Of that group of high school-to-NBA superstars, and with the very notable exception of Kobe as first lieutenant second banana to Shaq, how many of that group have led their teams to postseason NBA success?  The struggles of KG (2 playoff series wins in his 12-yr career) and T-Mac (0 series wins in 10 yrs) are well documented, although Jermaine O’Neal (3 series wins in 7 yrs as a starter in Indiana) may soon also warrant inclusion on that list.  Still, Amare (5 series wins in 5 seasons in the NBA – assist to Steve Nash) and Lebron’s (3 series wins in 4 seasons) rather quick starts confound Wilbon’s blanket theory a bit.  It’s too early to say with Dwight Howard.

For now, we think there is some validity to Wilbon’s theory, but it’s not as clear-cut as he suggests.  The NCAA Tournament’s knockout format eliminates pretenders from contenders very quickly, and the teams with gamebreaking talents who can keep their cool and make plays at the end of games are usually the ones last standing.   But where we feel Wilbon’s argument fails is that it’s very difficult to go deep in the NBA playoffs for just about anyone, whether a four-year college player or one who skipped it altogether.  During the era of which we’re speaking (96-07), only five franchises have won NBA titles (Chicago, San Antonio, LA Lakers, Detroit, Miami), and it appears that one of those same franchises will win again this season (SA or Detroit).  History tends to show that only age and collapse from within creates a vacuum by which a different NBA franchise can rise to the top of the heap.

Shaq Graduation Laettner at Duke

Shaq & Laettner have had different degrees of success in college and the NBA.   

With so few historical opportunities for superstars to elevate their teams to the highest level of the sport, we find it somewhat unfounded to correlate the amount of time spent playing in March Madness as an indicator of future NBA playoff success.  After all, didn’t Shaq (4 NBA titles and 123 playoff wins) flame out early every year at LSU, winning a grand total of two NCAA Tournament games in his three seasons in Baton Rouge?  Conversely, Christian Laettner won 21 NCAA Tournament  games at Duke, but his NBA teams only won 11 playoff games where he was a significant contributor (note: he also averaged 2.2 ppg in 11 more playoff wins with the Heat in 2005).  There are undoubtedly other examples that will support both viewpoints.  We tend to believe that the those who are destined to become superstars will ultimately use their talent and drive to work their way to that level, and whether those players learned how to do that in college or on the job in the L  doesn’t really matter.  Tonight Lebron will have his biggest opportunity yet to prove us right.      

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05.07.07 Fast Breaks

Posted by rtmsf on May 7th, 2007

  • But for Winthrop (doh!), Mike Brey might have been given an extension at Notre Dame through 2023 (instead of 2013).   
  • Rick Pitino has also signed an extension with Louisville through 2013.  Six more seasons at Louisville??  The Vegas over/under is three.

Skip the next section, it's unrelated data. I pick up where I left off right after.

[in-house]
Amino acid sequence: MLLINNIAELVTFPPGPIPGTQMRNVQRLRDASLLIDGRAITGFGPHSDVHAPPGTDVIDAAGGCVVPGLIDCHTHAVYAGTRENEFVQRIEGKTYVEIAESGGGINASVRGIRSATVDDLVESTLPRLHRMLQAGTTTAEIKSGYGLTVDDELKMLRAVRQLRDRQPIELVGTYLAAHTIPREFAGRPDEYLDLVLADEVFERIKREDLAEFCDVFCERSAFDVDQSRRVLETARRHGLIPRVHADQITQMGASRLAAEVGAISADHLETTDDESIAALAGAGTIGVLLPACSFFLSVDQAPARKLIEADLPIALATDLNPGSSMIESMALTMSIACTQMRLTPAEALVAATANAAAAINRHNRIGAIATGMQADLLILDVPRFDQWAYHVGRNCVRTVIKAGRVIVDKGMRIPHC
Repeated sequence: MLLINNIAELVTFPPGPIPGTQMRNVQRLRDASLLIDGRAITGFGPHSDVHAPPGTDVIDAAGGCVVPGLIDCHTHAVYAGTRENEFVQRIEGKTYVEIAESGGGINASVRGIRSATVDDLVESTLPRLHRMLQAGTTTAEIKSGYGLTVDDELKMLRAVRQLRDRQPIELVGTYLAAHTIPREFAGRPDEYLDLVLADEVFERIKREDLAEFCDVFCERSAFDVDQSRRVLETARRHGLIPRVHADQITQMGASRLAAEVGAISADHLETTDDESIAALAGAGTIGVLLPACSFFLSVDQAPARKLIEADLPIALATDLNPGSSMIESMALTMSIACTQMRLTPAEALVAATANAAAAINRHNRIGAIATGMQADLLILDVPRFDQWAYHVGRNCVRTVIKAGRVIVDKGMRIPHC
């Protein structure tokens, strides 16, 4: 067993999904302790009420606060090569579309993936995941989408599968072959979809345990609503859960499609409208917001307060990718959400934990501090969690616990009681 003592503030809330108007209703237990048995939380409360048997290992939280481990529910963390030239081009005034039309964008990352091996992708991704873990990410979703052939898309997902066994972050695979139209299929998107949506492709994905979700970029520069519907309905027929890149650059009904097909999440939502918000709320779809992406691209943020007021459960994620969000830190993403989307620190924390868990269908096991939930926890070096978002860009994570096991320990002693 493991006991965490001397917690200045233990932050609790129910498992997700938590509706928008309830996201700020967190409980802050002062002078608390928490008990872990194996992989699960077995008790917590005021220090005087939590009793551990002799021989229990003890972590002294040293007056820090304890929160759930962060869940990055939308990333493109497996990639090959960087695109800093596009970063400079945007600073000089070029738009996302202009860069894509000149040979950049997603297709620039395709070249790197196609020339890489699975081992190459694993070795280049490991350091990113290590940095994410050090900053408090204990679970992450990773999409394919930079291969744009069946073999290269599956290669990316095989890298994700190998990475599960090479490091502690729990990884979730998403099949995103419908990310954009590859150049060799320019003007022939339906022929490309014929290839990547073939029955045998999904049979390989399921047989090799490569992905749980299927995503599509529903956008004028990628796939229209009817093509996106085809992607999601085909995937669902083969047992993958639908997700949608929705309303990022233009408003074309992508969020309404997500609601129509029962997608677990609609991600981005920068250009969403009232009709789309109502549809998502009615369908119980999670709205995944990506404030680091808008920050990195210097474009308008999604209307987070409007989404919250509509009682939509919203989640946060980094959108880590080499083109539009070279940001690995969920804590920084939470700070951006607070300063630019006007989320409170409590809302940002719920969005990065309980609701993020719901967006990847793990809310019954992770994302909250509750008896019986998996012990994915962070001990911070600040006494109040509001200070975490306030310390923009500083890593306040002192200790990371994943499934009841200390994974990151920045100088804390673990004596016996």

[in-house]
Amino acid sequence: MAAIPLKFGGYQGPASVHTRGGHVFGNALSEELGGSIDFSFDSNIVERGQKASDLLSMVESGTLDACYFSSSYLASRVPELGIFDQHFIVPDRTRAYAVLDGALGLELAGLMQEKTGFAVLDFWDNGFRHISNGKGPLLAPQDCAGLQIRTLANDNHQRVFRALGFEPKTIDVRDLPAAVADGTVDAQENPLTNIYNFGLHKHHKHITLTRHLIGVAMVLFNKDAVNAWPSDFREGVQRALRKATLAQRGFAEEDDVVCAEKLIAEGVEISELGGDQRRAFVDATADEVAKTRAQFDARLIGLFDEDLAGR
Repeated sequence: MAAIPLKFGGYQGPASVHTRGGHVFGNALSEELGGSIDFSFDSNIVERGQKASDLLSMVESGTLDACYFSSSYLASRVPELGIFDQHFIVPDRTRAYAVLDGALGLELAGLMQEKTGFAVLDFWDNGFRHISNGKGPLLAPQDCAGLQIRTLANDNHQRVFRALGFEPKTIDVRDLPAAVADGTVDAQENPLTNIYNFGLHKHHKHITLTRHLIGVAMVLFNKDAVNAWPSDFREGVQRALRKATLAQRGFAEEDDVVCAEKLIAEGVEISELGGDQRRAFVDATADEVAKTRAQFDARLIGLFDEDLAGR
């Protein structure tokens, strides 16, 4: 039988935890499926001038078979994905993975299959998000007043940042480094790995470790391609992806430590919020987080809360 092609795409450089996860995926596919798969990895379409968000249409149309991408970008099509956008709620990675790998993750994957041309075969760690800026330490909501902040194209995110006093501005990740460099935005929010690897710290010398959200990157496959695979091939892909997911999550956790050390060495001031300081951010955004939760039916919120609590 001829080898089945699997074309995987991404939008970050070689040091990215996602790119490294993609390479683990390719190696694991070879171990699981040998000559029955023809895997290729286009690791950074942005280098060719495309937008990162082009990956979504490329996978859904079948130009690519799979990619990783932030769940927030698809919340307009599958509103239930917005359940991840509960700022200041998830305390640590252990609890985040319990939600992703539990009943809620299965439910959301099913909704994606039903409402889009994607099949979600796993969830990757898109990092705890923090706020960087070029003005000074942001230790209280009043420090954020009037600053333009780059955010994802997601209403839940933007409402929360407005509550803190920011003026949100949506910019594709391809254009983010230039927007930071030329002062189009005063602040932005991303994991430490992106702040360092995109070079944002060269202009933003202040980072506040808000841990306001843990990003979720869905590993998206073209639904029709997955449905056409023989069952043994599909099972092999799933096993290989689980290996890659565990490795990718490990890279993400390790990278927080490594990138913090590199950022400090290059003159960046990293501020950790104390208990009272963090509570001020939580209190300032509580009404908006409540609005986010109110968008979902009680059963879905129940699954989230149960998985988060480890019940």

• The Big Ten is looking to bring future thrillers such as Northwestern vs. Iowa to homes from Malibu to Manhattan (currently starved for midwestern basketball) with its deal to place the Big Ten Network on DirecTv & AT&T cable providers.   
  • There were a host of rumors floating around the message boards this weekend that Billy Donovan had interviewed with the Memphis Grizzlies last week, and was seriously considering their offer of $5M per annum.  Yahoo Sports corroborated this story on Sunday, but it has since been completely debunked, as Donovan did not interview with Memphis and has no interest in the job. 
  • From the looks of it, UCLA is the very early leader for the best class of 2008, already receiving commitments from three of the Rivals top fifty players (login required) (Jerime Anderson, Malcolm Lee and Drew Gordon) and the possibility of two more. 
  • NBA Second Round Predictions – a 5-3 record is pretty pathetic for the first round of the NBA Playoffs, and yes, we realize we’re late, but here are the predictions for Round Two:
    • Pistons over Bulls in 7 – the aging Pistons hold off the young Bulls for one last season 
    • Cavs over Nets in 7 - if we watch more than 5 minutes of this series, have us exported immediately to a country where soccer is watched for fun
    • Spurs over Suns in 6 – this would have been the pick even prior to Nash’s bloody nose Game 1 on Sunday
    • Warriors over Jazz in 6 – the magic carpet ride for Nellie & Co. continues for one more series
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Who knew Florida International was an NBA breeding ground?

Posted by rtmsf on April 21st, 2007

One of our spring rituals when the NBA playoffs arrive is to analyze the makeup of the teams through the lens of what colleges and conferences the key contributors passed through on their way to the L (assuming they went to college at all). There is talent on every team in the NBA, but it takes more than stockpiled talent to ensure success – experience, competent role players, solid team chemistry, and coaching all come into play. This exercise shows us where the best of the best in basketball are coming from. Are the big conferences over- or underrepresented – and if so, which ones? Which schools are consistently putting talent on the top NBA teams – who is missing? What about the foreign player invasion of the past decade – how is that playing out? To answer these questions and more, we’ll examine both the key contributors and the starters of each playoff team, to see if anything in the results surprises us.